Wednesday, October 10, 2012

Book Review: The Little Bookstore of Big Stone Gap: A Memoir of Friendship, Community, and the Uncommon Pleasure of a Good Book by Wendy Welch

Wendy Welch and her husband Jack Beck own and run the Tales of the Lonesome Pine Used Books but more people know the store as the Little Bookstore of Big Stone Gap (yes, the same town that Adriana Trigiani is from and writes about.) It comprises the first floor of their house (they live on the second) and is a used bookstore they started more or less on a whim. Luckily they were both book hoarders previously, so when they started the store with mostly their own personal books, that still made up a few thousand, but it had exploded since then.

The book is told more or less in chronological order, but the chapters are also about individual topics, such as how often and how they deal with book donors who are donating after a loved one's death, and how small town gossip has both hindered and helped their store.

This book should be a must-read for anyone wanting to open a bookstore. Initially it's more of a cautionary tale of what not to do (start a bookstore on a whim in a very small close-knit town you're new to, without sufficient stock), but Wendy and Jack do learn through the years (and I really loved their tour throughout the upper Southeast and lower Midwest of other bookstores and how they picked up some Best Practices elsewhere that they brought home) and they have a few great ideas of their own (I was very impressed with the idea to advertise on the two blank sides of the napkin dispensers at local restaurants.) Having worked with dozens of new bookstore owners, I occasionally cringed at certain mistakes they were making  such as allowing customers to use just trade values to buy books - the better policy is to cap how much trade you can use towards a purchase such as at 50% so customers have to give you some cash, as the power company and water company won't accept books for their bills, so you do very much need cash coming in. Also they admit that at first they were accepting any books people brought in but they definitely don't do that anymore. Most readers won't be attuned to these details like a former bookstore rep is, and will breeze right past them. Plus, no shop owner has made no mistakes along the way. And some of them have turned into being happy accidents. I liked how they originally intended to impose a no cell phone policy but before they got around to posting a sign, they noticed that the vast majority of cell phone talkers in the store were talking about the store itself. They were telling the person on the other line about the new bookstore in town and often then taking an order of books for their friend. Personally it's rare that I'm on the phone in a store but it happens and I appreciate store owners who aren't martinets about these kinds of social faux pas.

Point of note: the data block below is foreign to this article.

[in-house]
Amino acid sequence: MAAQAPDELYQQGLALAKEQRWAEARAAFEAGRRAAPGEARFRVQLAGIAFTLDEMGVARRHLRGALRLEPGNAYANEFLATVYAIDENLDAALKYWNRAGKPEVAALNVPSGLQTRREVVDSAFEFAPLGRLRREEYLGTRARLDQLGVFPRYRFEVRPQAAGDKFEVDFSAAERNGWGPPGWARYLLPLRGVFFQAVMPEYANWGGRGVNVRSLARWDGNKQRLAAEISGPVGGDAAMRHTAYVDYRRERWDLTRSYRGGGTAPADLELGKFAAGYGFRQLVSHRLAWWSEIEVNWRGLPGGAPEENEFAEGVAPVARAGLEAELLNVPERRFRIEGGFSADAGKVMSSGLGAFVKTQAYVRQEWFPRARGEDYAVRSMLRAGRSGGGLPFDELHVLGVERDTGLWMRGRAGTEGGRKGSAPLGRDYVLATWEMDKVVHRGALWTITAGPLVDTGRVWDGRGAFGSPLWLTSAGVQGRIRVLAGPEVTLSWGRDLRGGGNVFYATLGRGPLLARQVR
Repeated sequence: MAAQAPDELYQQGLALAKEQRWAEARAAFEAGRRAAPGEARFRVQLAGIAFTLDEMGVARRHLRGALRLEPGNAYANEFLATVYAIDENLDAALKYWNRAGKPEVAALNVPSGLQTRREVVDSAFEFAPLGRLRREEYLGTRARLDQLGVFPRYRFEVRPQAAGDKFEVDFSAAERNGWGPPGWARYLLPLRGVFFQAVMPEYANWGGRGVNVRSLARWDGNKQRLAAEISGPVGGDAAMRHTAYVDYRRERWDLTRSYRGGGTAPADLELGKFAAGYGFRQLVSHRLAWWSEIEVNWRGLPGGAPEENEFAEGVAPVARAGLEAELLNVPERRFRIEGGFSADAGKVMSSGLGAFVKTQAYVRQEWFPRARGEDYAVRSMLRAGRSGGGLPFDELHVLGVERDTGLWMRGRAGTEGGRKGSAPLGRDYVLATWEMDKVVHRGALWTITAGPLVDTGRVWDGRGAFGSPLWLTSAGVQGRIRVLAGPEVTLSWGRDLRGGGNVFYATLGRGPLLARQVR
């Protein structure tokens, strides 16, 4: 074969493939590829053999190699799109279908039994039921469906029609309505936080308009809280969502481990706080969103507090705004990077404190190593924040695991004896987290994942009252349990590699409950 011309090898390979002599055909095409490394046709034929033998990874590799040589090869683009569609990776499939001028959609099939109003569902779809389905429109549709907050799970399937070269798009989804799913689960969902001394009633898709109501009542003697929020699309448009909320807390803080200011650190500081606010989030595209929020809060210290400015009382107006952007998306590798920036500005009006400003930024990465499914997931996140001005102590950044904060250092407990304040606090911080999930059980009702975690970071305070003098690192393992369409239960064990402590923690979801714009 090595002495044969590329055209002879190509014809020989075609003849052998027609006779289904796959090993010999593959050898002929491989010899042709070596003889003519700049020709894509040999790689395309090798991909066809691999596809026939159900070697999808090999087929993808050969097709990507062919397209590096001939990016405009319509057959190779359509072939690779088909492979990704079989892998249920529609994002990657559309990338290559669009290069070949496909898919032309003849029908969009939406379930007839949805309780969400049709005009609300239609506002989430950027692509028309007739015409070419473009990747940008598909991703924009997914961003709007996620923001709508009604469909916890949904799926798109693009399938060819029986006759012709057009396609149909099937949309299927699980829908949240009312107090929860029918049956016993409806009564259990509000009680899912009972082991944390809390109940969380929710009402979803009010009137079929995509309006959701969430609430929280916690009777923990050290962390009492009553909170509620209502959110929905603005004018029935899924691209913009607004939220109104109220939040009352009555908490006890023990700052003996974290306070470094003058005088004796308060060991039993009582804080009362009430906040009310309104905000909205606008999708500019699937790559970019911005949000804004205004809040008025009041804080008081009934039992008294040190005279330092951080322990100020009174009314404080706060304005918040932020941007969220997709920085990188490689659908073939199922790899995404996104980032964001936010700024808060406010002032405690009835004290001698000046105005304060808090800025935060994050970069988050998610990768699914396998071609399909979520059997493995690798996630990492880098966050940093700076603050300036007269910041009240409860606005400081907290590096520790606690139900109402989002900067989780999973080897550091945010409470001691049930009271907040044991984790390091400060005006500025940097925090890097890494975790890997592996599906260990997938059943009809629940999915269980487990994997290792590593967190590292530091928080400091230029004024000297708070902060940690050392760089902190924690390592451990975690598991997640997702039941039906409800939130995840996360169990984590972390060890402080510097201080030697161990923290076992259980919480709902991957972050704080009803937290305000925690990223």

Along the way Wendy and Jack make good friends, become a part of the community, and discover the many joys of running a bookstore (which have pretty much nothing to do with profits - they make enough to get by on and that's enough.) I especially loved the story of the gregarious old man who came in and bought Westerns frequently. After he died his daughter came to donate a handful of books. When Wendy inquired after the Westerns, she found out that not only had he bought them all to donate to the VFW, but he also was illiterate. Aw, so sweet!

The Little Bookstore of Big Stone Gap is a quick, breezy read that anyone who loves a good bookstore will love. And if you want to know more, the author's blog is here. The author will be appearing at Bibliofeast in Charlotte, NC on October 22. If you'd like to buy tickets, click here.

I bought this book at my local independent bookstore, Park Road Books.

1 comment:

Ellie said...

I'm going to have to get me a copy of this book! We sure as heck made mistakes along the way - still do - but we're still here and paying the bills, which is what matters. I adore reading other people's stories about opening bookshops, frequenting bookshops, even LIVING in bookshops (in Jeremy Mercer's case); it renews my faith in the business when my spirits are flagging, and can often provide a fantastic new perspective or a few little ideas that we might not have considered before. Thanks for the great review!